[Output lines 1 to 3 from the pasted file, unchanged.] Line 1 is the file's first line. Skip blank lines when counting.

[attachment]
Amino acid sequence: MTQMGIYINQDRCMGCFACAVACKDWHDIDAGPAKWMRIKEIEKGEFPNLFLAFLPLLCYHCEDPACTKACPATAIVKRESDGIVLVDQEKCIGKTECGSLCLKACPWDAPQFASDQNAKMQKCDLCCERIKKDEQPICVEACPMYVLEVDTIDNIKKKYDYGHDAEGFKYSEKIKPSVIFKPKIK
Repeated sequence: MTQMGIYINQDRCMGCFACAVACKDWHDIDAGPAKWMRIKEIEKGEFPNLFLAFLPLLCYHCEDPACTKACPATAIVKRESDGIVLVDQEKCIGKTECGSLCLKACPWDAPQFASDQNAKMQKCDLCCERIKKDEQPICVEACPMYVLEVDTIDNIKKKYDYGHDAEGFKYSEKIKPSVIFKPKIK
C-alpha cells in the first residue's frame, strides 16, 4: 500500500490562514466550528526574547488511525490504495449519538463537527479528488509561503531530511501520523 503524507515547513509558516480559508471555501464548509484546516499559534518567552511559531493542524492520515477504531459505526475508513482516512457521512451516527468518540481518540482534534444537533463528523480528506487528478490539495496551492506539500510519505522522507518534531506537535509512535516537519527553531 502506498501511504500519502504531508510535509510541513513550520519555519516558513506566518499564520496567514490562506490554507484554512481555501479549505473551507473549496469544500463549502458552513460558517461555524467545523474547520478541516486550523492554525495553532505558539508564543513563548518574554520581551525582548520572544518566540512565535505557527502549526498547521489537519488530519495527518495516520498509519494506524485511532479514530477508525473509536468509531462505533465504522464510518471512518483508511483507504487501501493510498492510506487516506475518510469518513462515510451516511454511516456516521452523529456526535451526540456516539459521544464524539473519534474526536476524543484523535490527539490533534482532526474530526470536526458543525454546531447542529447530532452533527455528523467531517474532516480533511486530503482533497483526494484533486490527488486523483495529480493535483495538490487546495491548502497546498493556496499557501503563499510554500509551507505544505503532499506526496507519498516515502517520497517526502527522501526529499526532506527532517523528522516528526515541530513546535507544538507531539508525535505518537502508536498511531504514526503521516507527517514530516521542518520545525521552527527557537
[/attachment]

Amino acid sequence: MTQMGIYINQDRCMGCFACAVACKDWHDIDAGPAKWMRIKEIEKGEFPNLFLAFLPLLCYHCEDPACTKACPATAIVKRESDGIVLVDQEKCIGKTECGSLCLKACPWDAPQFASDQNAKMQKCDLCCERIKKDEQPICVEACPMYVLEVDTIDNIKKKYDYGHDAEGFKYSEKIKPSVIFKPKIK
Repeated sequence: MTQMGIYINQDRCMGCFACAVACKDWHDIDAGPAKWMRIKEIEKGEFPNLFLAFLPLLCYHCEDPACTKACPATAIVKRESDGIVLVDQEKCIGKTECGSLCLKACPWDAPQFASDQNAKMQKCDLCCERIKKDEQPICVEACPMYVLEVDTIDNIKKKYDYGHDAEGFKYSEKIKPSVIFKPKIK
C-alpha cells in the first residue's frame, strides 16, 4: 500500500490562514466550528526574547488511525490504495449519538463537527479528488509561503531530511501520523 503524507515547513509558516480559508471555501464548509484546516499559534518567552511559531493542524492520515477504531459505526475508513482516512457521512451516527468518540481518540482534534444537533463528523480528506487528478490539495496551492506539500510519505522522507518534531506537535509512535516537519527553531 502506498501511504500519502504531508510535509510541513513550520519555519516558513506566518499564520496567514490562506490554507484554512481555501479549505473551507473549496469544500463549502458552513460558517461555524467545523474547520478541516486550523492554525495553532505558539508564543513563548518574554520581551525582548520572544518566540512565535505557527502549526498547521489537519488530519495527518495516520498509519494506524485511532479514530477508525473509536468509531462505533465504522464510518471512518483508511483507504487501501493510498492510506487516506475518510469518513462515510451516511454511516456516521452523529456526535451526540456516539459521544464524539473519534474526536476524543484523535490527539490533534482532526474530526470536526458543525454546531447542529447530532452533527455528523467531517474532516480533511486530503482533497483526494484533486490527488486523483495529480493535483495538490487546495491548502497546498493556496499557501503563499510554500509551507505544505503532499506526496507519498516515502517520497517526502527522501526529499526532506527532517523528522516528526515541530513546535507544538507531539508525535505518537502508536498511531504514526503521516507527517514530516521542518520545525521552527527557537